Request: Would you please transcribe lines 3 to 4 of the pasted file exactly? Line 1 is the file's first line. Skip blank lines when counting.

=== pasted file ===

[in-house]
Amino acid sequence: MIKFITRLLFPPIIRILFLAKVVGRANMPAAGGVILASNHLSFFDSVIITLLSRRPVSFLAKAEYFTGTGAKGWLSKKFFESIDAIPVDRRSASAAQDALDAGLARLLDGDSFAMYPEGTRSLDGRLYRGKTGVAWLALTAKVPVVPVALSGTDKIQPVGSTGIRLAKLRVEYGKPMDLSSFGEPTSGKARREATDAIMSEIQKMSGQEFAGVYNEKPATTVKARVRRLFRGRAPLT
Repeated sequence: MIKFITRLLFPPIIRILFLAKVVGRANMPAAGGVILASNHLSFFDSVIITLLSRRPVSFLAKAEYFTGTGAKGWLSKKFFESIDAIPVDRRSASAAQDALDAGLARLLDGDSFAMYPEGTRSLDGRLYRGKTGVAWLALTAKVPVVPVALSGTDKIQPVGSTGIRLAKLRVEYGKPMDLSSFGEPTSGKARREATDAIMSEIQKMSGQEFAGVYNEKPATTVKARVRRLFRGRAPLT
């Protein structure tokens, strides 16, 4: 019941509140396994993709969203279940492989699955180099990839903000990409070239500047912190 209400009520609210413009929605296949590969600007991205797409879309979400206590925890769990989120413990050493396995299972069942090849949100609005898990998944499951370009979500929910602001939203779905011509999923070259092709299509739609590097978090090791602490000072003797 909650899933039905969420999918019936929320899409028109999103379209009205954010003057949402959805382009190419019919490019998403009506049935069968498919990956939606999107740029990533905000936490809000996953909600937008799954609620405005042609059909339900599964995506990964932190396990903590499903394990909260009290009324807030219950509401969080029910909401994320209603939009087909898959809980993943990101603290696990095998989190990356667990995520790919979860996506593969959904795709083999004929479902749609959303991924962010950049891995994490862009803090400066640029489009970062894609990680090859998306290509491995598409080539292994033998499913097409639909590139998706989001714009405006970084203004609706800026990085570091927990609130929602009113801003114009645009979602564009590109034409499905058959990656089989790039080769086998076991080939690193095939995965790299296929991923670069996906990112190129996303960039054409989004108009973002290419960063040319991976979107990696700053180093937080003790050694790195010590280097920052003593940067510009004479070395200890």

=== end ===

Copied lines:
Repeated sequence: MIKFITRLLFPPIIRILFLAKVVGRANMPAAGGVILASNHLSFFDSVIITLLSRRPVSFLAKAEYFTGTGAKGWLSKKFFESIDAIPVDRRSASAAQDALDAGLARLLDGDSFAMYPEGTRSLDGRLYRGKTGVAWLALTAKVPVVPVALSGTDKIQPVGSTGIRLAKLRVEYGKPMDLSSFGEPTSGKARREATDAIMSEIQKMSGQEFAGVYNEKPATTVKARVRRLFRGRAPLT
């Protein structure tokens, strides 16, 4: 019941509140396994993709969203279940492989699955180099990839903000990409070239500047912190 209400009520609210413009929605296949590969600007991205797409879309979400206590925890769990989120413990050493396995299972069942090849949100609005898990998944499951370009979500929910602001939203779905011509999923070259092709299509739609590097978090090791602490000072003797 909650899933039905969420999918019936929320899409028109999103379209009205954010003057949402959805382009190419019919490019998403009506049935069968498919990956939606999107740029990533905000936490809000996953909600937008799954609620405005042609059909339900599964995506990964932190396990903590499903394990909260009290009324807030219950509401969080029910909401994320209603939009087909898959809980993943990101603290696990095998989190990356667990995520790919979860996506593969959904795709083999004929479902749609959303991924962010950049891995994490862009803090400066640029489009970062894609990680090859998306290509491995598409080539292994033998499913097409639909590139998706989001714009405006970084203004609706800026990085570091927990609130929602009113801003114009645009979602564009590109034409499905058959990656089989790039080769086998076991080939690193095939995965790299296929991923670069996906990112190129996303960039054409989004108009973002290419960063040319991976979107990696700053180093937080003790050694790195010590280097920052003593940067510009004479070395200890």